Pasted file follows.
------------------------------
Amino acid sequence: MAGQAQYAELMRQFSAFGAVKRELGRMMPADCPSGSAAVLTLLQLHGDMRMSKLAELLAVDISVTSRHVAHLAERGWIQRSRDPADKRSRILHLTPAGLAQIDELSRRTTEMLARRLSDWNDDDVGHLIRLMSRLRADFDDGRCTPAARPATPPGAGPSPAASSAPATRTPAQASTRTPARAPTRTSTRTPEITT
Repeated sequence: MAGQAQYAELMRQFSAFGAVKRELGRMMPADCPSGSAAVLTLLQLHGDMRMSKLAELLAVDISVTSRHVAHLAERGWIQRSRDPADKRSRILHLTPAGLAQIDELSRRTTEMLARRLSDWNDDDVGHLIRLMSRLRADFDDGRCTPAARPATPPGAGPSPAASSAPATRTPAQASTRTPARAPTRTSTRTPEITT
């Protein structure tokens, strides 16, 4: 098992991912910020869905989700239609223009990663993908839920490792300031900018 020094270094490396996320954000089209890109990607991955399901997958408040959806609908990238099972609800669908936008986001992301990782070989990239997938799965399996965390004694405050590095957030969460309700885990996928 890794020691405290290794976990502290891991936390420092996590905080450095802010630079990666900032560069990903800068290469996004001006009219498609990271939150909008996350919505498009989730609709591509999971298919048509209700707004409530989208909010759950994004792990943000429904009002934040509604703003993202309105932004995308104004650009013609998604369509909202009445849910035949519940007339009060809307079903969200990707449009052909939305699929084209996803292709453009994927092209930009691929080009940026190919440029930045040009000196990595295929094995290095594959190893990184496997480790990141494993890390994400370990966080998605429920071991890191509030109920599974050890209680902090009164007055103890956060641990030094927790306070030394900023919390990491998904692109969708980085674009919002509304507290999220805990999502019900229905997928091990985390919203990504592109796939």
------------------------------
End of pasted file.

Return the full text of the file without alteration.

Amino acid sequence: MAGQAQYAELMRQFSAFGAVKRELGRMMPADCPSGSAAVLTLLQLHGDMRMSKLAELLAVDISVTSRHVAHLAERGWIQRSRDPADKRSRILHLTPAGLAQIDELSRRTTEMLARRLSDWNDDDVGHLIRLMSRLRADFDDGRCTPAARPATPPGAGPSPAASSAPATRTPAQASTRTPARAPTRTSTRTPEITT
Repeated sequence: MAGQAQYAELMRQFSAFGAVKRELGRMMPADCPSGSAAVLTLLQLHGDMRMSKLAELLAVDISVTSRHVAHLAERGWIQRSRDPADKRSRILHLTPAGLAQIDELSRRTTEMLARRLSDWNDDDVGHLIRLMSRLRADFDDGRCTPAARPATPPGAGPSPAASSAPATRTPAQASTRTPARAPTRTSTRTPEITT
């Protein structure tokens, strides 16, 4: 098992991912910020869905989700239609223009990663993908839920490792300031900018 020094270094490396996320954000089209890109990607991955399901997958408040959806609908990238099972609800669908936008986001992301990782070989990239997938799965399996965390004694405050590095957030969460309700885990996928 890794020691405290290794976990502290891991936390420092996590905080450095802010630079990666900032560069990903800068290469996004001006009219498609990271939150909008996350919505498009989730609709591509999971298919048509209700707004409530989208909010759950994004792990943000429904009002934040509604703003993202309105932004995308104004650009013609998604369509909202009445849910035949519940007339009060809307079903969200990707449009052909939305699929084209996803292709453009994927092209930009691929080009940026190919440029930045040009000196990595295929094995290095594959190893990184496997480790990141494993890390994400370990966080998605429920071991890191509030109920599974050890209680902090009164007055103890956060641990030094927790306070030394900023919390990491998904692109969708980085674009919002509304507290999220805990999502019900229905997928091990985390919203990504592109796939």